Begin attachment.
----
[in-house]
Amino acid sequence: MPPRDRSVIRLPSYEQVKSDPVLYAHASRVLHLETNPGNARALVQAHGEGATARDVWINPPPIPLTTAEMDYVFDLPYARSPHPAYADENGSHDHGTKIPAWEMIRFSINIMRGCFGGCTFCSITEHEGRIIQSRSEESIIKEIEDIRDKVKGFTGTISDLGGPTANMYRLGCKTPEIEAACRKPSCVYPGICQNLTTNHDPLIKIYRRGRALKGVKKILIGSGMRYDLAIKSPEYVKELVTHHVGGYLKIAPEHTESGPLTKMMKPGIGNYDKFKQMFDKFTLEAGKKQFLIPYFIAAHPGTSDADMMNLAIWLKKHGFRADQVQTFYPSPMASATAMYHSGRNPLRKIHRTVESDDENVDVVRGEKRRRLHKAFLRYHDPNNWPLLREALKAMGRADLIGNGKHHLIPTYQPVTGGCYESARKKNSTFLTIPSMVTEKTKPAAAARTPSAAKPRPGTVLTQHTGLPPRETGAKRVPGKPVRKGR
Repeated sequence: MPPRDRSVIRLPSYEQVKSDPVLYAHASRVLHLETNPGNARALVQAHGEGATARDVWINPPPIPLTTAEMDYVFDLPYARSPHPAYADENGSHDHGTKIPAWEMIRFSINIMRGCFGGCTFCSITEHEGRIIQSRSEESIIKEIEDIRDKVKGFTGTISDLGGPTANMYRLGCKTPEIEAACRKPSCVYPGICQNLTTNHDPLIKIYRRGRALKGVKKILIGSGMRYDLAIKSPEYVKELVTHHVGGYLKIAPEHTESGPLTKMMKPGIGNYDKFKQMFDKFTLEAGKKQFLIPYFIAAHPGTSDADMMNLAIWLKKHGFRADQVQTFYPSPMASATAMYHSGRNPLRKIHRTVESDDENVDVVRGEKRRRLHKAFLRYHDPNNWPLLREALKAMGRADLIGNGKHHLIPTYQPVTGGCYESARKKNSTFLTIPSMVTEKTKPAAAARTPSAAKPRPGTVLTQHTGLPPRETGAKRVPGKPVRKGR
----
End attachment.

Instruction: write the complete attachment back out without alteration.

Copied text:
[in-house]
Amino acid sequence: MPPRDRSVIRLPSYEQVKSDPVLYAHASRVLHLETNPGNARALVQAHGEGATARDVWINPPPIPLTTAEMDYVFDLPYARSPHPAYADENGSHDHGTKIPAWEMIRFSINIMRGCFGGCTFCSITEHEGRIIQSRSEESIIKEIEDIRDKVKGFTGTISDLGGPTANMYRLGCKTPEIEAACRKPSCVYPGICQNLTTNHDPLIKIYRRGRALKGVKKILIGSGMRYDLAIKSPEYVKELVTHHVGGYLKIAPEHTESGPLTKMMKPGIGNYDKFKQMFDKFTLEAGKKQFLIPYFIAAHPGTSDADMMNLAIWLKKHGFRADQVQTFYPSPMASATAMYHSGRNPLRKIHRTVESDDENVDVVRGEKRRRLHKAFLRYHDPNNWPLLREALKAMGRADLIGNGKHHLIPTYQPVTGGCYESARKKNSTFLTIPSMVTEKTKPAAAARTPSAAKPRPGTVLTQHTGLPPRETGAKRVPGKPVRKGR
Repeated sequence: MPPRDRSVIRLPSYEQVKSDPVLYAHASRVLHLETNPGNARALVQAHGEGATARDVWINPPPIPLTTAEMDYVFDLPYARSPHPAYADENGSHDHGTKIPAWEMIRFSINIMRGCFGGCTFCSITEHEGRIIQSRSEESIIKEIEDIRDKVKGFTGTISDLGGPTANMYRLGCKTPEIEAACRKPSCVYPGICQNLTTNHDPLIKIYRRGRALKGVKKILIGSGMRYDLAIKSPEYVKELVTHHVGGYLKIAPEHTESGPLTKMMKPGIGNYDKFKQMFDKFTLEAGKKQFLIPYFIAAHPGTSDADMMNLAIWLKKHGFRADQVQTFYPSPMASATAMYHSGRNPLRKIHRTVESDDENVDVVRGEKRRRLHKAFLRYHDPNNWPLLREALKAMGRADLIGNGKHHLIPTYQPVTGGCYESARKKNSTFLTIPSMVTEKTKPAAAARTPSAAKPRPGTVLTQHTGLPPRETGAKRVPGKPVRKGR